Amazon Japan raided on suspicion of antitrust practices: Nikkei
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By Thomas Wilson
TOKYO (Reuters) - Japan's Fair Trade Commission has raided the offices of Amazon.com Inc's (NASDAQ: AMZN) local unit on suspicion of pressuring retailers to offer products at lower prices than on rival sites, the Nikkei business daily said on Monday.
The paper, which cited unidentified sources with knowledge of the case, did not say when the raid took place.
A Japan Fair Trade Commission spokesman said he could not confirm the report but added: "I won't say the contents are incorrect."
An Amazon Japan spokeswoman declined to comment.
Amazon Japan's website booked net sales of $8.3 billion last year, equivalent to 7.7 percent of Amazon.com's worldwide net sales. By comparison, main rival Rakuten Inc <4755.T> recorded e-commerce revenue in Japan of 263.9 billion yen ($2.9 billion) in the same period.
Amazon's practices toward retailers and e-commerce partners have also come under scrutiny in Europe.
Germany's Federal Cartel Office began an investigation in November into Apple Inc (NASDAQ: AAPL) and Amazon after complaints that publishers were being forced to accept "unreasonable conditions" for the marketing of audiobooks.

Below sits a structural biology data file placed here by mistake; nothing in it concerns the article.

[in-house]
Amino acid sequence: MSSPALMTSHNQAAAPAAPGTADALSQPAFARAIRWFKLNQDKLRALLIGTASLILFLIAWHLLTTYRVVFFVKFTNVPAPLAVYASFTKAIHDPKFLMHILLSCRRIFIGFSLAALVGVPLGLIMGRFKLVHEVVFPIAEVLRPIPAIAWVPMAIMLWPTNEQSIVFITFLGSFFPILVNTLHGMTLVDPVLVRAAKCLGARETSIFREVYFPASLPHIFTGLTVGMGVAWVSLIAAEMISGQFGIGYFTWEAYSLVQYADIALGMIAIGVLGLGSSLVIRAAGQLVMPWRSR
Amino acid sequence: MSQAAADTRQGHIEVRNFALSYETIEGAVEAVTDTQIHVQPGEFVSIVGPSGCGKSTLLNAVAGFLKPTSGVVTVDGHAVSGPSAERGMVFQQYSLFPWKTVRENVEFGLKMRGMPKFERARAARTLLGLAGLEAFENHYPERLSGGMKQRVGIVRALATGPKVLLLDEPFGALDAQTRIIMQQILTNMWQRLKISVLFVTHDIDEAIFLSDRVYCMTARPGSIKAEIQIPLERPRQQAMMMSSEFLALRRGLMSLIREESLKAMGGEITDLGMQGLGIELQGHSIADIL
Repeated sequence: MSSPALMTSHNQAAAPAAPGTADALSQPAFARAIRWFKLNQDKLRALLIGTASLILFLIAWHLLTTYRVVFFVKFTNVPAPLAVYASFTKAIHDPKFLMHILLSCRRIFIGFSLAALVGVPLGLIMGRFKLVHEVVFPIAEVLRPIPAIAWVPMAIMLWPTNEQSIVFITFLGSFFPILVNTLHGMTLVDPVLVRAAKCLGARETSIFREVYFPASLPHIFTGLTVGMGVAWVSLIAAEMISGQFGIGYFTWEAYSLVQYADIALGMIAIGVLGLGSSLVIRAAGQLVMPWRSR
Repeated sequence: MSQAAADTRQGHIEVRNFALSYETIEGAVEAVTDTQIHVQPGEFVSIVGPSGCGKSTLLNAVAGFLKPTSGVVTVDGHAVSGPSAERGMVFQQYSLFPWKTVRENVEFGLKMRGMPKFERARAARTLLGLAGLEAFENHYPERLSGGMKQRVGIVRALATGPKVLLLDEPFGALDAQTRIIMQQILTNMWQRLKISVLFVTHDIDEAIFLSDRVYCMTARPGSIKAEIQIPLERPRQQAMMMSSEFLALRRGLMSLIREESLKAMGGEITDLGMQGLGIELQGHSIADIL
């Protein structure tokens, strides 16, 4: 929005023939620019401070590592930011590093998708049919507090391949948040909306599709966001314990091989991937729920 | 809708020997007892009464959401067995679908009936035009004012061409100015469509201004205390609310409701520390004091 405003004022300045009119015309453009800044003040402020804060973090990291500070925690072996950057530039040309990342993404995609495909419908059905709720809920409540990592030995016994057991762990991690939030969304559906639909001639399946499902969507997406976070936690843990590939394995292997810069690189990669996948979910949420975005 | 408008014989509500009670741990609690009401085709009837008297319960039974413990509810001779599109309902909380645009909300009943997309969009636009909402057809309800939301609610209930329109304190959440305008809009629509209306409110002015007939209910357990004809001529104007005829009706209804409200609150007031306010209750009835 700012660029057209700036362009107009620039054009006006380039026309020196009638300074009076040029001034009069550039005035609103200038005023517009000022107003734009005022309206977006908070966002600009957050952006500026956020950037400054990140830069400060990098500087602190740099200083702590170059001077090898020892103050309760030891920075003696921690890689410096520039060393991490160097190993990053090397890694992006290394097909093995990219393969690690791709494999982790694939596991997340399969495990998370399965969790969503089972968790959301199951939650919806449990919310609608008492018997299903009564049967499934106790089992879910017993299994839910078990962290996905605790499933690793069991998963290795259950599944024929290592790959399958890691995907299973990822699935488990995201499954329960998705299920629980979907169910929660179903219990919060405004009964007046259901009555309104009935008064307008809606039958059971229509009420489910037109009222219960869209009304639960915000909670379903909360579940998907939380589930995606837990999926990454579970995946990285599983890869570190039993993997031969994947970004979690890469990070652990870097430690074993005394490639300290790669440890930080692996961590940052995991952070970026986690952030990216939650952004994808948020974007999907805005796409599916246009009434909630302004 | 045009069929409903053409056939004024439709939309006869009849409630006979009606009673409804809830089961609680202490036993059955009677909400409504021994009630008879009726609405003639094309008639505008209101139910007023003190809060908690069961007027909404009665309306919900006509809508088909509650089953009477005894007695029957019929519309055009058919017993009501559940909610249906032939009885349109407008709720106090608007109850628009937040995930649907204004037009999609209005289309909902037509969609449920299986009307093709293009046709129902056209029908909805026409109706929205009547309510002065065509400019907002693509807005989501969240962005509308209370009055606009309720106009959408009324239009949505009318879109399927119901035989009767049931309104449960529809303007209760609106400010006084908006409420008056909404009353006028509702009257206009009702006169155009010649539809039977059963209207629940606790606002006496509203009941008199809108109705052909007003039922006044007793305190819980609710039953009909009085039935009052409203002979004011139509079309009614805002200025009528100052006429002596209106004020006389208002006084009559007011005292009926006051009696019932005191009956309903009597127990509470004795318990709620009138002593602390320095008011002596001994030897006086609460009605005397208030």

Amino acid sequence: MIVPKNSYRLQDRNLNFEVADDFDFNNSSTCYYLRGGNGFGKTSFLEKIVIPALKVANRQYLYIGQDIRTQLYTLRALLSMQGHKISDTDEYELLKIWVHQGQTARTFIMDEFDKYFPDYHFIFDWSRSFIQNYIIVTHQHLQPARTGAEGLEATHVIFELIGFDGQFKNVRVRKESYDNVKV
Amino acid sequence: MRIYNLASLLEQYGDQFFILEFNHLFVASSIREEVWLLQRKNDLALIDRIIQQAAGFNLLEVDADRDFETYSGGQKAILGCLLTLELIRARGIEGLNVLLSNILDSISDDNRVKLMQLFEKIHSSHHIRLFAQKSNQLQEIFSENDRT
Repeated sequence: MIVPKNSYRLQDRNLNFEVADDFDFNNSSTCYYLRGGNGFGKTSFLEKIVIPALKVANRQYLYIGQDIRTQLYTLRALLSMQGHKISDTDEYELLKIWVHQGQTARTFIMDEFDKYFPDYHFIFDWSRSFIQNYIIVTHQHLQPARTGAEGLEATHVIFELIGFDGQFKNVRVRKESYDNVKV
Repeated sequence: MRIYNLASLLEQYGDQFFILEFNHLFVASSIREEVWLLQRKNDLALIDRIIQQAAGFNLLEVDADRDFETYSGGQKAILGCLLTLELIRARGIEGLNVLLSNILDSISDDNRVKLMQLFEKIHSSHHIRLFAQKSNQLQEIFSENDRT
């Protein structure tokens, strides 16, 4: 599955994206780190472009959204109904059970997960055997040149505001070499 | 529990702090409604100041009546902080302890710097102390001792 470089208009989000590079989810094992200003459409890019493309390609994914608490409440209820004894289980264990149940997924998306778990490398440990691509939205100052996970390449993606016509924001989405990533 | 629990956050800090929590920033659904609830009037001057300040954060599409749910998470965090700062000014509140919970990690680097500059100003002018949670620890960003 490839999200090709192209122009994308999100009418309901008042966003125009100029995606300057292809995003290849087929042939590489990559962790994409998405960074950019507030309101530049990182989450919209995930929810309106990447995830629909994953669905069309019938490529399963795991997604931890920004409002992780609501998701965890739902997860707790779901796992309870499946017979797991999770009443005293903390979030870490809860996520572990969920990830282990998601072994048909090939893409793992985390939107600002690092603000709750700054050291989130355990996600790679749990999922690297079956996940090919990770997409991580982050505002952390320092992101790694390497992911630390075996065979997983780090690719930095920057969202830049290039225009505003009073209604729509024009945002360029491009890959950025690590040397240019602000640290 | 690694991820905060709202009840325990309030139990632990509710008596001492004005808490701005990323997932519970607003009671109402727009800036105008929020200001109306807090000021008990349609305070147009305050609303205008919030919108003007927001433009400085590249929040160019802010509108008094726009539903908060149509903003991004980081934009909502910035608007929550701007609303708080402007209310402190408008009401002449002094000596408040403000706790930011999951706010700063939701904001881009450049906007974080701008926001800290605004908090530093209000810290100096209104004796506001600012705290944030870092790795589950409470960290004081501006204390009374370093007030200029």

And the European Union last year opened an antitrust investigation into Amazon's e-book business, examining whether clauses in contracts prevented publishers from offering more favorable deals to Amazon's competitors.
Apple and Audible, Amazon's audiobook business, declined at the time to comment on the German investigation.
On the E.U. probe, Amazon said it was confident its agreements with publishers were legal and in the best interests of readers.
Britain's Office of Fair Trading and Germany's Federal Cartel Office probed Amazon's conditions for third-party sellers trading on its "Marketplace" platform between 2012 and 2013.
Both bodies closed their investigations after the company altered policies that banned traders from selling products offered on Amazon more cheaply elsewhere.
(Reporting by Thomas Wilson; Editing by Stephen Coates and Edwina Gibbs)
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